use tools to process and interpret information; they then act upon this information and monitor the effects
of their actions. If the actions have the expected effect on business performance, this helps to confirm the
original interpretation; if management intervention doesn’t work in the expected way, then this should
trigger further analysis. This management feedback and learning loop is a key element of true business

Closed loop business intelligence also includes the possibility of management actions whose primary
purpose is to gain more information/intelligence – to learn something or to test a hypothesis. A major
retailer offers a special price for a specified product in selected stores, and then watches the effect on sales
volumes. The FBI may arrest a few minor members of a criminal gang in order to provoke the gang leaders
into a detectable reaction.


data transaction
store system

Figure 2 Closed-Loop Business Intelligence

Real-Time Enterprise
As well as web services for business intelligence, it is also worth mentioning the converse: business
intelligence for web services. Service-oriented applications are becoming increasingly complex, and this
creates further challenges for system management. Some specialized intelligence is already found in some
system management platforms, especially to monitor security threats. However, there is clearly an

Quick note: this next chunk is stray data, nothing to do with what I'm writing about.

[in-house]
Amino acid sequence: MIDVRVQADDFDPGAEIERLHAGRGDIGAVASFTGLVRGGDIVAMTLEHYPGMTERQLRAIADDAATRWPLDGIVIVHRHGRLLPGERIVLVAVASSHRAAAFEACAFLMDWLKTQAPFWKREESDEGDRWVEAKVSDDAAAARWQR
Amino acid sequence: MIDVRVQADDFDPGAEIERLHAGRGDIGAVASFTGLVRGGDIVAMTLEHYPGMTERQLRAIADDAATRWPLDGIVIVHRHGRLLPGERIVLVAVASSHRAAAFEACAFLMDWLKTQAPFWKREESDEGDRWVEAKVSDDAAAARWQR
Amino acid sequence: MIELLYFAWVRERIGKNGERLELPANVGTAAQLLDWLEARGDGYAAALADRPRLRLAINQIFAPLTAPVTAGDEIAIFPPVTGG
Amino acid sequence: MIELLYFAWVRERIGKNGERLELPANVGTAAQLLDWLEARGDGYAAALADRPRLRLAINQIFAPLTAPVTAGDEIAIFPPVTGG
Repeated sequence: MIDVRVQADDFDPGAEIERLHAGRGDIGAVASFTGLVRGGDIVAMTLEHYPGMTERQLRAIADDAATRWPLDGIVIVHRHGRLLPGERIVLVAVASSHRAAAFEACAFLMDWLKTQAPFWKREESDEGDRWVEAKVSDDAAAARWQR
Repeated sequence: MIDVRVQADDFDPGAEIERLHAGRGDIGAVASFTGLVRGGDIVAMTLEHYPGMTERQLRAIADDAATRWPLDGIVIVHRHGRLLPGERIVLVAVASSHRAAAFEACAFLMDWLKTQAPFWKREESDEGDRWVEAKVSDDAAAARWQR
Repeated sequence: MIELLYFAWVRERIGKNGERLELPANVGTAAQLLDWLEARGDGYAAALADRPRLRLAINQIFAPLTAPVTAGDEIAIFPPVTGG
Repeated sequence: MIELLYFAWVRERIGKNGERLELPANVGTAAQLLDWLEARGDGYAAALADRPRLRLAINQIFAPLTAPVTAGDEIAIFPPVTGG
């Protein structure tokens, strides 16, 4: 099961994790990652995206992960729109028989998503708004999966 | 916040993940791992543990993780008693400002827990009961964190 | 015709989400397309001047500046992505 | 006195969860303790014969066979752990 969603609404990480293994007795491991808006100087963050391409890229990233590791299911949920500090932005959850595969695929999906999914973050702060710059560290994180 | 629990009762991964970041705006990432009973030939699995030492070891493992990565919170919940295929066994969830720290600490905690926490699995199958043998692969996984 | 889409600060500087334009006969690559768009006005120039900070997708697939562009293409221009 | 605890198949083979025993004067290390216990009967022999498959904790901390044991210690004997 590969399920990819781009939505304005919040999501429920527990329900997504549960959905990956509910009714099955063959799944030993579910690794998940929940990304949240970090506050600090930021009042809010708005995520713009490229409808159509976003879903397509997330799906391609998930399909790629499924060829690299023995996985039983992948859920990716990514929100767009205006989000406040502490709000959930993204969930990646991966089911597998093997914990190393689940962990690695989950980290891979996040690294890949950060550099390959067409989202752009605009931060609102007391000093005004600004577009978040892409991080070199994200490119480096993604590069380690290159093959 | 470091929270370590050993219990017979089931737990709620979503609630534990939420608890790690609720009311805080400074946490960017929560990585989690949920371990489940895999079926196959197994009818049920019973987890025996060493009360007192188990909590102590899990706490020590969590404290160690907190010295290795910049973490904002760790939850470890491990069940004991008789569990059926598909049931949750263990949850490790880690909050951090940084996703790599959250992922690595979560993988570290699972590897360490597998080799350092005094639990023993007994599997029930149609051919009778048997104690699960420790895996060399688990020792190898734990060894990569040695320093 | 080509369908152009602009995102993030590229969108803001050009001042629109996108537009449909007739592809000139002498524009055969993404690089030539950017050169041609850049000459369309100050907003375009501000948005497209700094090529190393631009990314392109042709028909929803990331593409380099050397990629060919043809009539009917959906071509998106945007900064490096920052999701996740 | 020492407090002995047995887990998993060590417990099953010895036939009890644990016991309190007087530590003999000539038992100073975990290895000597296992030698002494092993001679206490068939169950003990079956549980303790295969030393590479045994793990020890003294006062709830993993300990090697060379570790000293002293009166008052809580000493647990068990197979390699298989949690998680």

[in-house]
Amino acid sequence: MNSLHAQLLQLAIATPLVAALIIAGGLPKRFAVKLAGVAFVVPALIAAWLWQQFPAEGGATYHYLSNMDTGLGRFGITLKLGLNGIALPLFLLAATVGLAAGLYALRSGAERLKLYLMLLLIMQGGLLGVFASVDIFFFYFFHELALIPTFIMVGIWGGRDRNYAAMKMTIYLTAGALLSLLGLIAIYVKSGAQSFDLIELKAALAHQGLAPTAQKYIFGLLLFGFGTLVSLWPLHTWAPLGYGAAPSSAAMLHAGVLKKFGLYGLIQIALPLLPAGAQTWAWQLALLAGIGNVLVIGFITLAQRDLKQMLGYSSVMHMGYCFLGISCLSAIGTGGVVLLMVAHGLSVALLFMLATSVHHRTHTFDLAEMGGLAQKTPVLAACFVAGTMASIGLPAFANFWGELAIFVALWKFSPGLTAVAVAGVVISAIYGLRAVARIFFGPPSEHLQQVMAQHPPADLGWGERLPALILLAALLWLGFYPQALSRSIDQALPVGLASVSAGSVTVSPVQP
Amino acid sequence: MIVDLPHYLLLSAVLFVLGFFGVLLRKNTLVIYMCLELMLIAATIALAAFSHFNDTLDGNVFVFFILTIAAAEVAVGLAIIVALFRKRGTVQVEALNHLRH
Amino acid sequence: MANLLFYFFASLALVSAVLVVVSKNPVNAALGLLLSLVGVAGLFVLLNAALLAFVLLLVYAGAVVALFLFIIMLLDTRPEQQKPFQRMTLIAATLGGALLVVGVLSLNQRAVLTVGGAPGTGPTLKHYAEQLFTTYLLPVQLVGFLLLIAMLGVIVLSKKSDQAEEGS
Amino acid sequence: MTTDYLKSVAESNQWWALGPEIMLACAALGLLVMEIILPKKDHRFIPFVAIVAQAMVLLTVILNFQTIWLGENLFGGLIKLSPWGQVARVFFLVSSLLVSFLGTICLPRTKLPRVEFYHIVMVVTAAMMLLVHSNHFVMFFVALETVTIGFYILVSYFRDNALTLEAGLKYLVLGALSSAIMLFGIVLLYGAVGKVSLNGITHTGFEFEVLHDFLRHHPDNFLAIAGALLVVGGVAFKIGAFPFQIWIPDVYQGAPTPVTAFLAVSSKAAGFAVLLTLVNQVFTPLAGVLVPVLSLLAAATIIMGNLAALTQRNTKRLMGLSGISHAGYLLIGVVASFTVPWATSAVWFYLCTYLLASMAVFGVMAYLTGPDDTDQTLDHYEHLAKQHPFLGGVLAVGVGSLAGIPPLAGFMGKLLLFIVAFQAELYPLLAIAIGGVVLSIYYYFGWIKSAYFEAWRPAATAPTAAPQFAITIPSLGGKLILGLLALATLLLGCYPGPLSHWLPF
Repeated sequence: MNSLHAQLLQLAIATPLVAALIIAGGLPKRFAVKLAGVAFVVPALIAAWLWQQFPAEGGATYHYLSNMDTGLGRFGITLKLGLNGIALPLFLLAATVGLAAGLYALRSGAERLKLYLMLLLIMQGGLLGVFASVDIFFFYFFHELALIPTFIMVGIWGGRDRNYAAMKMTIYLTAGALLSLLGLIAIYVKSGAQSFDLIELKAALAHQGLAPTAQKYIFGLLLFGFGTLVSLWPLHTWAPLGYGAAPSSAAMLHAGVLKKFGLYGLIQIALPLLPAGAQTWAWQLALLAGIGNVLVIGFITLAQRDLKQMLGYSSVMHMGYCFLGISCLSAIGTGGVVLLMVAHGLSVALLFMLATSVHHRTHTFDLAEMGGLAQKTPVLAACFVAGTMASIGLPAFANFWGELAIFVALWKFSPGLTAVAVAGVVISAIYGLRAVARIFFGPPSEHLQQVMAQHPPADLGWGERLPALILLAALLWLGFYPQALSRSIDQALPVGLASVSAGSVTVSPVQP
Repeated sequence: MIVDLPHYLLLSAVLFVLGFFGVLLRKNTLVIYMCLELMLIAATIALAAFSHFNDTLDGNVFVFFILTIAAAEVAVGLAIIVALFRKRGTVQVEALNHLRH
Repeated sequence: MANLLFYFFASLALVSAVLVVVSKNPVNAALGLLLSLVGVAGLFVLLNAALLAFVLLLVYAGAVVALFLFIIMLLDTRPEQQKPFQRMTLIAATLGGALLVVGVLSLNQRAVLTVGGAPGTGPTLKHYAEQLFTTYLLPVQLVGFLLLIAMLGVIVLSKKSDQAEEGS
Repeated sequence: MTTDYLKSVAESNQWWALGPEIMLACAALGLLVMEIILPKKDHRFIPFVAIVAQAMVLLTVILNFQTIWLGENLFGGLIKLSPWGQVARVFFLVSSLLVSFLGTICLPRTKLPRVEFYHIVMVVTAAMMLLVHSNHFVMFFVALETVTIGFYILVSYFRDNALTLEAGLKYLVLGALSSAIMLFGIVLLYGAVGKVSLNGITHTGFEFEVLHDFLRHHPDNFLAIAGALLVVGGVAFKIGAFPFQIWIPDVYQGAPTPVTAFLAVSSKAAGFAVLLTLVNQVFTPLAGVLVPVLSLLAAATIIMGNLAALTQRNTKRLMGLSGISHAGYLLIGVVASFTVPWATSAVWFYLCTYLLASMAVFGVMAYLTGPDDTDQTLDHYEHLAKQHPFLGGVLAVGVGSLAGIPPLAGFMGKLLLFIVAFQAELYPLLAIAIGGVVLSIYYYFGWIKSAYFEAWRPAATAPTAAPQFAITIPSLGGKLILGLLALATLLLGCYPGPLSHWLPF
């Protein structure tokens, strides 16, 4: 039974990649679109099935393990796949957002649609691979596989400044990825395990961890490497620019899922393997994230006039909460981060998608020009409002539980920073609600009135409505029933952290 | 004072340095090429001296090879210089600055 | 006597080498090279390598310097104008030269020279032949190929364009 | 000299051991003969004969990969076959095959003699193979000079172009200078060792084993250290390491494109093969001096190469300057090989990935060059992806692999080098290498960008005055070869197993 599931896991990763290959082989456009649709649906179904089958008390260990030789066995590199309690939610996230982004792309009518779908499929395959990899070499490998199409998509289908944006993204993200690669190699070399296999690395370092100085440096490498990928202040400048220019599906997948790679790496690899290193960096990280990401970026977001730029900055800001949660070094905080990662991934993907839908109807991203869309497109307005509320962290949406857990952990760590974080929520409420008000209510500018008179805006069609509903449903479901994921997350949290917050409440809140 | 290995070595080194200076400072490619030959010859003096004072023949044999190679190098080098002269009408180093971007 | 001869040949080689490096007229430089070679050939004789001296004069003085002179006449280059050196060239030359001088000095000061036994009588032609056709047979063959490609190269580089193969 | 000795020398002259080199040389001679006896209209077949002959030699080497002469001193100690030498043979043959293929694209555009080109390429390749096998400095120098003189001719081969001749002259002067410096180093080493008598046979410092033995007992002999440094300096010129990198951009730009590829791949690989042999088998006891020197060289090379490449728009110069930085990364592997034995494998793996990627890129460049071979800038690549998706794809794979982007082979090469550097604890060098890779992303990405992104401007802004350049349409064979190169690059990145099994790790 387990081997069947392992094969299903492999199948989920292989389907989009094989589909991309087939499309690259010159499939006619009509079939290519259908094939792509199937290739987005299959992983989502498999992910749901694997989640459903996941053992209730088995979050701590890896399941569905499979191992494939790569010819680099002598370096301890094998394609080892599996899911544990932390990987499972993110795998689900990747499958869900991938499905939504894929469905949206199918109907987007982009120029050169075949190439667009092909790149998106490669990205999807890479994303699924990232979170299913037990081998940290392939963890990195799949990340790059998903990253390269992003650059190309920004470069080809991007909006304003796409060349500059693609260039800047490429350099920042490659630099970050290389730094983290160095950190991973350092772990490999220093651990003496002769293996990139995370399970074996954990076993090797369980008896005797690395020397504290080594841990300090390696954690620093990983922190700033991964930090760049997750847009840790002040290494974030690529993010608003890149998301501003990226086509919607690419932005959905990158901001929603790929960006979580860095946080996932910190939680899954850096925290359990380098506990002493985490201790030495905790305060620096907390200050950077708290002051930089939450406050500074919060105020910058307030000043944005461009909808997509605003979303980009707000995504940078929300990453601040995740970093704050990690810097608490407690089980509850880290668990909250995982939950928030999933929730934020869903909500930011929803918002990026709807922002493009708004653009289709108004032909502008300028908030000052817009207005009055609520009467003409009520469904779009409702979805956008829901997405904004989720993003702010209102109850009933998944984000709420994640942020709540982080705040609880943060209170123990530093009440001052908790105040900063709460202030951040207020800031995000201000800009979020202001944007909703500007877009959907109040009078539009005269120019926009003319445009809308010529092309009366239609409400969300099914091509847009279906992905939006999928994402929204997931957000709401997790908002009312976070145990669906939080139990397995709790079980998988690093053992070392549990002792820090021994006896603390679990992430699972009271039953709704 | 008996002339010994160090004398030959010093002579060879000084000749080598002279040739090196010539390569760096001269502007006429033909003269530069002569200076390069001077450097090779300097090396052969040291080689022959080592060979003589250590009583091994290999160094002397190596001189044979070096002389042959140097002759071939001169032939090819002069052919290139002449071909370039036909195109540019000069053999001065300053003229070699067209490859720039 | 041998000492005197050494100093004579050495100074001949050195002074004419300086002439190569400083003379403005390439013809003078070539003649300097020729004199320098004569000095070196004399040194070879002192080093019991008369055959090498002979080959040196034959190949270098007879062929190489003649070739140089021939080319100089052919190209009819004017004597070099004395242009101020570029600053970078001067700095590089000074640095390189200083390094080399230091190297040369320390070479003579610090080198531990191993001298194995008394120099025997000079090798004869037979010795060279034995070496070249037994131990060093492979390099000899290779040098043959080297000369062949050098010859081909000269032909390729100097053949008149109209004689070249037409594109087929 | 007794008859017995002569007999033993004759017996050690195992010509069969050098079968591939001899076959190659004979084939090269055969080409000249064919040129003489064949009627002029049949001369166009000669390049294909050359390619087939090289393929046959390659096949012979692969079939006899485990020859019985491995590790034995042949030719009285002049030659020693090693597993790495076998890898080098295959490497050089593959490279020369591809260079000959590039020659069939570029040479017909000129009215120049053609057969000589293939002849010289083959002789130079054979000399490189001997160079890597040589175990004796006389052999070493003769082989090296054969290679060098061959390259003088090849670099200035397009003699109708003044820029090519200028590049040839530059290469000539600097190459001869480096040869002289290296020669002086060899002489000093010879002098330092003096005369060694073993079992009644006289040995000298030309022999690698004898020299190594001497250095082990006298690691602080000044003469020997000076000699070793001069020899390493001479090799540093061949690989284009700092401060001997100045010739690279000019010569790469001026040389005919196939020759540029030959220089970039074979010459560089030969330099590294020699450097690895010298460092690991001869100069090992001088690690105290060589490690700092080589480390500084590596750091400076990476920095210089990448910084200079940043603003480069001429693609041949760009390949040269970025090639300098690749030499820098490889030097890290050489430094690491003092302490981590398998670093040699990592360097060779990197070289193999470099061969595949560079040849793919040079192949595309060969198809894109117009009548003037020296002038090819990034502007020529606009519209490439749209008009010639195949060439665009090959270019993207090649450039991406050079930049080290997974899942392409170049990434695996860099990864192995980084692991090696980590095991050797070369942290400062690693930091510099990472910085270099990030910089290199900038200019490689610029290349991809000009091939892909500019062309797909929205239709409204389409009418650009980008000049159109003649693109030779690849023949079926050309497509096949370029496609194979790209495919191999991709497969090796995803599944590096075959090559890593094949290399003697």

opportunity to develop this kind of functionality further to achieve a broader range of autonomic system

Thus in the Real-Time Enterprise, as shown in Figure 3, transactions and events can be intercepted and
analysed as they happen, without waiting for them to reach a data store, and this leads to the possibility of a
real-time or near-real-time system response.

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What is Going On (WIGO)

Figure 3 The Real-Time Enterprise

However, while web service and XML technologies generate many new and exciting opportunities for the
Real-Time Enterprise, this usually needs to be placed within a broader business intelligence context. This
is especially important where security is concerned, since a system that relies on a fixed set of rules and
policies is usually vulnerable to intelligent attack. Further off-line analysis will allow the policies to be
continually reviewed and refined.

There is still a role for stored data for business intelligence in the Real-Time Enterprise. Among other
things, we usually need to be able to analyse data for the current period, and this requires reviewing